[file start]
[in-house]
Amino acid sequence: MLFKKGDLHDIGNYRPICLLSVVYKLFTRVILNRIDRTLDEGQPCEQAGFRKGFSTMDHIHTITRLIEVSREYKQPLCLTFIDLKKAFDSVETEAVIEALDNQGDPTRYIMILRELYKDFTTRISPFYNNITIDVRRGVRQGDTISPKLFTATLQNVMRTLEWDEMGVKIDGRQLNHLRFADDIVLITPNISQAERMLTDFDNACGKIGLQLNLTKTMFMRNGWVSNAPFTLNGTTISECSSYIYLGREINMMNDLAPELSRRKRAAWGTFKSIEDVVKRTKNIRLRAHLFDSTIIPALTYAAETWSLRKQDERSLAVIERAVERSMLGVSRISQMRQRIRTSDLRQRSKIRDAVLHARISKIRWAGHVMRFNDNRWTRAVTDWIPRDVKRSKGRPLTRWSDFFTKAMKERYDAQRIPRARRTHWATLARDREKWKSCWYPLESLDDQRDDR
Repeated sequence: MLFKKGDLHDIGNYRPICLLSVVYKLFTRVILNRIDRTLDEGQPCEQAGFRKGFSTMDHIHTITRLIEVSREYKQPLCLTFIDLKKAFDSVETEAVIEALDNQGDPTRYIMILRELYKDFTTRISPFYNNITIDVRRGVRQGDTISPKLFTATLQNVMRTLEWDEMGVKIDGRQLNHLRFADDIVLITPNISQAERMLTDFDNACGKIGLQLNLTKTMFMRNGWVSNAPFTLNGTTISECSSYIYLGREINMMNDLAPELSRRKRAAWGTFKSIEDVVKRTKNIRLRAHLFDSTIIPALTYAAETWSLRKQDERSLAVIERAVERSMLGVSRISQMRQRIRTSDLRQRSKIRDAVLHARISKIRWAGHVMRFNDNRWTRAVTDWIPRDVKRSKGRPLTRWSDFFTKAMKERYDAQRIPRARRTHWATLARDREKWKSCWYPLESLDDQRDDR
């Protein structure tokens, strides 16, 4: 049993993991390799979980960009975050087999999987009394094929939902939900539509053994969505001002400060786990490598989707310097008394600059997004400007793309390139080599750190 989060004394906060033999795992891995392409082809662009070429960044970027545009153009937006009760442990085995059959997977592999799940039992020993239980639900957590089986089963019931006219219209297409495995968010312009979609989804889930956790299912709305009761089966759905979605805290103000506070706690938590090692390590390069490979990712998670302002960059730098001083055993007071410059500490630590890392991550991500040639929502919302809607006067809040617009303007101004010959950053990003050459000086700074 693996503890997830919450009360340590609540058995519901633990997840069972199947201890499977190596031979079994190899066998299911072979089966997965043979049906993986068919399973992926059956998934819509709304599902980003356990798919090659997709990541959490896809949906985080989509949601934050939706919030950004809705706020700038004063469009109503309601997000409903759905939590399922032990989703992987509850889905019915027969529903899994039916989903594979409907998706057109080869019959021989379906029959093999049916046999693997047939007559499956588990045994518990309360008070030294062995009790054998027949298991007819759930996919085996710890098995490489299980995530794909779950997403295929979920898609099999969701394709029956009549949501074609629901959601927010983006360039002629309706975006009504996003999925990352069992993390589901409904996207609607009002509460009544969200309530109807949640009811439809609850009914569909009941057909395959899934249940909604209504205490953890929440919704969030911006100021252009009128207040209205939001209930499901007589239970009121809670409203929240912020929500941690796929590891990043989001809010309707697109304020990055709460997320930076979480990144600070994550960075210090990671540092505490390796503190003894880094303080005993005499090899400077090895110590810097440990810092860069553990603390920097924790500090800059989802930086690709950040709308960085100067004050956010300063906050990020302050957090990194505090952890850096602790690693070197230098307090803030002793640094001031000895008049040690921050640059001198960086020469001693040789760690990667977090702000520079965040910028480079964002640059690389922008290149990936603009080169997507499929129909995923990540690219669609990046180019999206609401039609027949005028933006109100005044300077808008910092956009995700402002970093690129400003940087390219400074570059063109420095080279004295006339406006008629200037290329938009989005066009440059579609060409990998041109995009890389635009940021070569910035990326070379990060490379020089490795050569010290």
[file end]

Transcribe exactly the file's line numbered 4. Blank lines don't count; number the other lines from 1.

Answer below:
């Protein structure tokens, strides 16, 4: 049993993991390799979980960009975050087999999987009394094929939902939900539509053994969505001002400060786990490598989707310097008394600059997004400007793309390139080599750190 989060004394906060033999795992891995392409082809662009070429960044970027545009153009937006009760442990085995059959997977592999799940039992020993239980639900957590089986089963019931006219219209297409495995968010312009979609989804889930956790299912709305009761089966759905979605805290103000506070706690938590090692390590390069490979990712998670302002960059730098001083055993007071410059500490630590890392991550991500040639929502919302809607006067809040617009303007101004010959950053990003050459000086700074 693996503890997830919450009360340590609540058995519901633990997840069972199947201890499977190596031979079994190899066998299911072979089966997965043979049906993986068919399973992926059956998934819509709304599902980003356990798919090659997709990541959490896809949906985080989509949601934050939706919030950004809705706020700038004063469009109503309601997000409903759905939590399922032990989703992987509850889905019915027969529903899994039916989903594979409907998706057109080869019959021989379906029959093999049916046999693997047939007559499956588990045994518990309360008070030294062995009790054998027949298991007819759930996919085996710890098995490489299980995530794909779950997403295929979920898609099999969701394709029956009549949501074609629901959601927010983006360039002629309706975006009504996003999925990352069992993390589901409904996207609607009002509460009544969200309530109807949640009811439809609850009914569909009941057909395959899934249940909604209504205490953890929440919704969030911006100021252009009128207040209205939001209930499901007589239970009121809670409203929240912020929500941690796929590891990043989001809010309707697109304020990055709460997320930076979480990144600070994550960075210090990671540092505490390796503190003894880094303080005993005499090899400077090895110590810097440990810092860069553990603390920097924790500090800059989802930086690709950040709308960085100067004050956010300063906050990020302050957090990194505090952890850096602790690693070197230098307090803030002793640094001031000895008049040690921050640059001198960086020469001693040789760690990667977090702000520079965040910028480079964002640059690389922008290149990936603009080169997507499929129909995923990540690219669609990046180019999206609401039609027949005028933006109100005044300077808008910092956009995700402002970093690129400003940087390219400074570059063109420095080279004295006339406006008629200037290329938009989005066009440059579609060409990998041109995009890389635009940021070569910035990326070379990060490379020089490795050569010290």